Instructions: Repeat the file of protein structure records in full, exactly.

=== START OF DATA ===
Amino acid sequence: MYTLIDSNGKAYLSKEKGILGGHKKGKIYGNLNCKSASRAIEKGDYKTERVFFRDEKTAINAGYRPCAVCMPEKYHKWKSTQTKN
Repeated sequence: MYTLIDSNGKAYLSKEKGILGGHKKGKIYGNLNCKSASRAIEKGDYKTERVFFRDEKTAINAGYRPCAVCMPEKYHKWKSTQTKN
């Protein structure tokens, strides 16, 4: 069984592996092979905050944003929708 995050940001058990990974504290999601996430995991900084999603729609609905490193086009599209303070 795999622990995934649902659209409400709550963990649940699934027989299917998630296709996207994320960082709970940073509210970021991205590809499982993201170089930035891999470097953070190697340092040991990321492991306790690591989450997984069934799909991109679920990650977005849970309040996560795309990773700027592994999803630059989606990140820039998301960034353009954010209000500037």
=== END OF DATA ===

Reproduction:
Amino acid sequence: MYTLIDSNGKAYLSKEKGILGGHKKGKIYGNLNCKSASRAIEKGDYKTERVFFRDEKTAINAGYRPCAVCMPEKYHKWKSTQTKN
Repeated sequence: MYTLIDSNGKAYLSKEKGILGGHKKGKIYGNLNCKSASRAIEKGDYKTERVFFRDEKTAINAGYRPCAVCMPEKYHKWKSTQTKN
């Protein structure tokens, strides 16, 4: 069984592996092979905050944003929708 995050940001058990990974504290999601996430995991900084999603729609609905490193086009599209303070 795999622990995934649902659209409400709550963990649940699934027989299917998630296709996207994320960082709970940073509210970021991205590809499982993201170089930035891999470097953070190697340092040991990321492991306790690591989450997984069934799909991109679920990650977005849970309040996560795309990773700027592994999803630059989606990140820039998301960034353009954010209000500037």